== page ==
Recently, an article popped up on the interwebs which outlined a list of foreign films Martin Scorsese recommended a young filmmaker watch. At first glance I thought it looked like a pretty good list. (If you’re curious, the list is at the bottom of this post). Being a bit of a geek for this type of thing, I immediately created a spreadsheet with each title in the hopes that I might be able to watch or rewatch a few, if not all, of these gems. The first of the list I picked up is the French classic fantasty, Beauty and the Beast, from 1946.
This is a lovely, whimsical but dark film which reminded me quite a bit of The Wizard of Oz in its tone. Jean Marais’s Beast, while probably more frightening at the time of the film’s release, does read a bit cheesy with a modern viewing, but after a few minutes I no longer noticed. In fact, his low, growling voice reminded me a bit of Christian Bale’s Batman. Josette Day is lovely as Belle. She’s stunningly beautiful, and I also enjoyed her lavishly romantic haute couture gowns.
This film is a great example of early special effects. I found them to be quite enchanting, and I recognized many that have inspired modern films. It’s worth mentioning that a scene from the HBO miniseries Angels in America had an homage which included the candelabras held by arms and the “living statues.” ‘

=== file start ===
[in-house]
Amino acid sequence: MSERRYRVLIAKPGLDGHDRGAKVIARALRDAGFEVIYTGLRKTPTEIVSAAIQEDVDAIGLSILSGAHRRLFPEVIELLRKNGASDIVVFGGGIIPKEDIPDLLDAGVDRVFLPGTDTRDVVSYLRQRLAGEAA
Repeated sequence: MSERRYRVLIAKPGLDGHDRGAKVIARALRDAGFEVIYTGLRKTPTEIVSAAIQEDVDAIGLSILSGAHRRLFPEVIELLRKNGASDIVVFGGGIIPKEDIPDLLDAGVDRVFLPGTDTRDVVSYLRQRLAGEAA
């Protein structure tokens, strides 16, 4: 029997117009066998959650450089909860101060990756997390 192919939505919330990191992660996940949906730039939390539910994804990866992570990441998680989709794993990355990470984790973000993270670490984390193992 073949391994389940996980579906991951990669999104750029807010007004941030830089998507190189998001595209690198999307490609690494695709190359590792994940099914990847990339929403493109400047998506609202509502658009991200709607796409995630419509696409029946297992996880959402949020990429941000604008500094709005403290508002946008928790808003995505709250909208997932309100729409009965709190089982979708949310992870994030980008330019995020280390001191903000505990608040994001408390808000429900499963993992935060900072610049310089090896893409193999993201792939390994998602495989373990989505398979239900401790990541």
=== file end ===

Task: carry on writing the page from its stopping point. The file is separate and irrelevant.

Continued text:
According to IMDB, Jean Cocteau, the filmmaker, became ill during filming and had to be hospitalized and briefly replaced on set by René Clément. Cocteau is known for a great deal of additional artistic work including the films Orphée and Les Enfants Terribles.
In the 1990s, the American composer Phillip Glass began composing a trilogy of operas which were inspired by Jean Cocteau’s films and novels. For Beauty and the Beast, Glass composed an opera which coincided with the film itself. This allowed for the opera to be performed by live musicians and performers with the film playing in the background. The Criterion Collection version of the DVD (which is what the library has in its catalog) includes an option to view the film with its original soundtrack or with Glass’ opera as the audio track. Personally, I enjoyed both soundtrack options.
Romantic, enchanting, and a landmark example of early fantasy cinema, Jean Cocteau’s Beauty and the Beast holds up well nearly 70 years later. ~Enjoy.